This time around, Woodford says that a number of large equities in both the UK and the United States – many technology companies – have upgraded their valuations to unsustainable levels. These include the so-called "fangs" – Facebook, Amazon, Netflix and Google (now alphabet). At some point – and this already happens – the stock prices of these companies will be corrected and normalcy will prevail. Woodford Investment Management will be fine then.

Momentum investing was to blame. This is a fashionable investment process based on the purchase of stocks that have already performed well, on the basis that they will continue to do so. Race with winners.

Such an approach is a contradiction for Woodford. "It's a strategy I will not participate in," he says. "It's not based on rationality. It is designed to give stock prices a boost. My approach is to analyze companies and evaluate how good they are and what value they offer. Will they be winners or losers in the next three to five years? That's what I call active, disciplined and meaningful fund management. An art that I am afraid of being pushed out of. Faulty? Yes, because as a fund manager, you can never do everything right. But in the long run it works. "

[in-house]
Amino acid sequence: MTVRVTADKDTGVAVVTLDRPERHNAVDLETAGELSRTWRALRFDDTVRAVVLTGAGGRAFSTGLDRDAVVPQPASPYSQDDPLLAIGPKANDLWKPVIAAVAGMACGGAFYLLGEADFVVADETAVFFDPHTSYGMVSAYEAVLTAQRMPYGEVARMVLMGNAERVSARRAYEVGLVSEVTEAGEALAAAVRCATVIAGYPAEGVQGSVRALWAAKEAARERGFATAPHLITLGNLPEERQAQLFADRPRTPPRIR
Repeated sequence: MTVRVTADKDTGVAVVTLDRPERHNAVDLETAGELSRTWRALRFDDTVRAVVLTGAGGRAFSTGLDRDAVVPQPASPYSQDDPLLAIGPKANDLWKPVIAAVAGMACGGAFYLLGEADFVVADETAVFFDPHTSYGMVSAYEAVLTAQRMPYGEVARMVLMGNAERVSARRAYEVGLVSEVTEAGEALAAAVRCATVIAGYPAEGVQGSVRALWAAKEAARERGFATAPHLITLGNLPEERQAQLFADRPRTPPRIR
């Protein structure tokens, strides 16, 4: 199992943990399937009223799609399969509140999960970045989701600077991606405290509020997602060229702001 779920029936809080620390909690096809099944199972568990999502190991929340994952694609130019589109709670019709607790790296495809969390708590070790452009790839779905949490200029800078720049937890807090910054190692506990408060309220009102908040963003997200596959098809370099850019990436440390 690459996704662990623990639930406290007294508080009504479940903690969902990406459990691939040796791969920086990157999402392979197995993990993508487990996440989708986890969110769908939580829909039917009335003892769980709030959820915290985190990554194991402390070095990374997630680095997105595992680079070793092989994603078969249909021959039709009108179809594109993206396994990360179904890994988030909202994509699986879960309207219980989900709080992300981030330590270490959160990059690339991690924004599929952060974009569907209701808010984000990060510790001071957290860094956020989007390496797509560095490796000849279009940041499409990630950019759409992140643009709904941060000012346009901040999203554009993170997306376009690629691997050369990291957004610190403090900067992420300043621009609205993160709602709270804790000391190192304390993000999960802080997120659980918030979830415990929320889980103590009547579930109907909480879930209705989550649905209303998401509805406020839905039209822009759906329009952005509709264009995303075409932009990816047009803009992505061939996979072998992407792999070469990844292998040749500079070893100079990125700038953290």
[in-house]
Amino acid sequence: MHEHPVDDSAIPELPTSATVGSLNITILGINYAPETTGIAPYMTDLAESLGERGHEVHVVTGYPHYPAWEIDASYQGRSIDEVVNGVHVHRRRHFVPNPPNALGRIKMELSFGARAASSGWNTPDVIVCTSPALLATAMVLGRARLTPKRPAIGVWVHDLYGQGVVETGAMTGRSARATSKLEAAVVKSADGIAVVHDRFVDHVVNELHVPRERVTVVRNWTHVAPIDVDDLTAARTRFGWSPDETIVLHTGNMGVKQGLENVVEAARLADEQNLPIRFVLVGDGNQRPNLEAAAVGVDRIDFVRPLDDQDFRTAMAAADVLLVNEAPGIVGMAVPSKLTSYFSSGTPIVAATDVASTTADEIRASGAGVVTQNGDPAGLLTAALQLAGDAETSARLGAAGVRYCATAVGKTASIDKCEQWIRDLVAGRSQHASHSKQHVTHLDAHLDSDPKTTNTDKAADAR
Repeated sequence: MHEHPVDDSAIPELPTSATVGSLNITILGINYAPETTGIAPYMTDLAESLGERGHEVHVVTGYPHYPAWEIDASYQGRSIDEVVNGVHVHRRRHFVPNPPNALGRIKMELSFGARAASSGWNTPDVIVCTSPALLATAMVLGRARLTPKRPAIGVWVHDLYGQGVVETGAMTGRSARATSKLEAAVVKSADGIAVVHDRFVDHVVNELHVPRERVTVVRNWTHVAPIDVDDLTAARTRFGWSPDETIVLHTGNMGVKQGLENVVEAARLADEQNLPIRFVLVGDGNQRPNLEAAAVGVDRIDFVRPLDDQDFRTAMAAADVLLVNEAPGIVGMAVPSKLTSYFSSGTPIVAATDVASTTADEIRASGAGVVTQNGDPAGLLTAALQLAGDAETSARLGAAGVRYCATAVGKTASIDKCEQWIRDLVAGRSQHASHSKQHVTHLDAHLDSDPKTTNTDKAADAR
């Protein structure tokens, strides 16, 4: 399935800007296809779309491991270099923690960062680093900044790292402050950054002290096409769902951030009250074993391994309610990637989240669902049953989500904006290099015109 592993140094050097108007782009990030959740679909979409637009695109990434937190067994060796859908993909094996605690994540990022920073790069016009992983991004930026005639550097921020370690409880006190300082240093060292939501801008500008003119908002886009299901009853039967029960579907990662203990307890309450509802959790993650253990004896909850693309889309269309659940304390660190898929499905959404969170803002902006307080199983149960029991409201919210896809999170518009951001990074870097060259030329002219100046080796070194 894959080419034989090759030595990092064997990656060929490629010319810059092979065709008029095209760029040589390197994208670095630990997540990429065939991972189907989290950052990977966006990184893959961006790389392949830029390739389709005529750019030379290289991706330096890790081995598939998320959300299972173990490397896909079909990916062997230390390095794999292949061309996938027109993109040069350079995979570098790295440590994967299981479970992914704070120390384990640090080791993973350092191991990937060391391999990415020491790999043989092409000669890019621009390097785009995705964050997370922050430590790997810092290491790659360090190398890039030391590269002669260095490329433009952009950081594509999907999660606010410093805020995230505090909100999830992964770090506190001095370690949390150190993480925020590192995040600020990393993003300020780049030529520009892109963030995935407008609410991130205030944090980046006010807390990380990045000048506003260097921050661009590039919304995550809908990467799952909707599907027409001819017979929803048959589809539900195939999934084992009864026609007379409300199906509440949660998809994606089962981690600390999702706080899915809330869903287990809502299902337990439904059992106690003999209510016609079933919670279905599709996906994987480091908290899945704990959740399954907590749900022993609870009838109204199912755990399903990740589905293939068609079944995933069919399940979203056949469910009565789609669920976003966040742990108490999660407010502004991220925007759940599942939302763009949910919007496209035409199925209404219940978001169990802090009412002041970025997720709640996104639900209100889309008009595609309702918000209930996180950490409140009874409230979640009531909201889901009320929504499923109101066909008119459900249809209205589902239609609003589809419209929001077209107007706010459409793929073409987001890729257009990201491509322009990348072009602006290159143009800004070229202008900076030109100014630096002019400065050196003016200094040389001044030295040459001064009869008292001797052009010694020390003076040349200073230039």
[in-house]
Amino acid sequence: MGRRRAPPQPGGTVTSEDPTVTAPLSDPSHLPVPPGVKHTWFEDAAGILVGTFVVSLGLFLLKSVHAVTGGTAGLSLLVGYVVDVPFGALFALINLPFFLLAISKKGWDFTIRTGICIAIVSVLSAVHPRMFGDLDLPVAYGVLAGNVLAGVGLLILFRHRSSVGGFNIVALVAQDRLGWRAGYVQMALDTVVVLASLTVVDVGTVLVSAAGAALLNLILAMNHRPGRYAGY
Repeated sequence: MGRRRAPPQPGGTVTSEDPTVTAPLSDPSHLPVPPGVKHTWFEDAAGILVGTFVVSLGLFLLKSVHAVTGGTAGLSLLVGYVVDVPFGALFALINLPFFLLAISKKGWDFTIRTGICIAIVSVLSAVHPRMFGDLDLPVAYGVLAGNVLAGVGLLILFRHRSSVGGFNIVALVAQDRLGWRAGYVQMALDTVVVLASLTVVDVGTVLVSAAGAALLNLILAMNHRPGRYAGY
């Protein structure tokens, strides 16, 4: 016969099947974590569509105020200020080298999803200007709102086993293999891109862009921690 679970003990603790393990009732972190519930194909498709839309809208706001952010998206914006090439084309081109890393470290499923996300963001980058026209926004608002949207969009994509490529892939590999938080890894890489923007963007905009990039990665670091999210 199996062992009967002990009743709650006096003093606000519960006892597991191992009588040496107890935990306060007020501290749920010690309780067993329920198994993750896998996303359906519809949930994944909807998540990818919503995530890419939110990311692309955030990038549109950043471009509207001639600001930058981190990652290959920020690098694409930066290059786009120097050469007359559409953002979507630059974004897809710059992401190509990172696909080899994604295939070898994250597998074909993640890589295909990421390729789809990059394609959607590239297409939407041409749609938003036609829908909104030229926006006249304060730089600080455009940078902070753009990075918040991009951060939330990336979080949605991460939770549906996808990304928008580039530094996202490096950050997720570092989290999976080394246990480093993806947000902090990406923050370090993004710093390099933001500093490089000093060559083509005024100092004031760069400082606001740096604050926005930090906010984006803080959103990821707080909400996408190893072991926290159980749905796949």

Instead of technology stocks, Woodford is investing in companies that are "woven into the fabric of the UK economy" – home builders, building material suppliers, and financial companies. Personalities such as Taylor Wimpey, Barratt Developments, Crest Nicholson and Provident Financial. All top 20 investments in both equity and results.

"Some of these companies are trading at ridiculously low valuations," says Woodford. "There is a gap between the market and what it is really worth. Eventually that will go away, maybe if we have a definitive answer to the Brexit question. If this is the case, my funds will benefit accordingly. "

Some organizations, such as the rating agency Standard & Poor's, believe that the UK could fall into recession in a no-deal Brexit. Woodford disagrees.

"You see, the probability of a no-deal is constantly increasing," he says. "But it does not matter in any way – the 2.5 million companies that make up this big economy will not affect the guts of the economy – companies that employ a record number of employees pay higher wages than ever before and on a daily basis Manage all types of business risks. "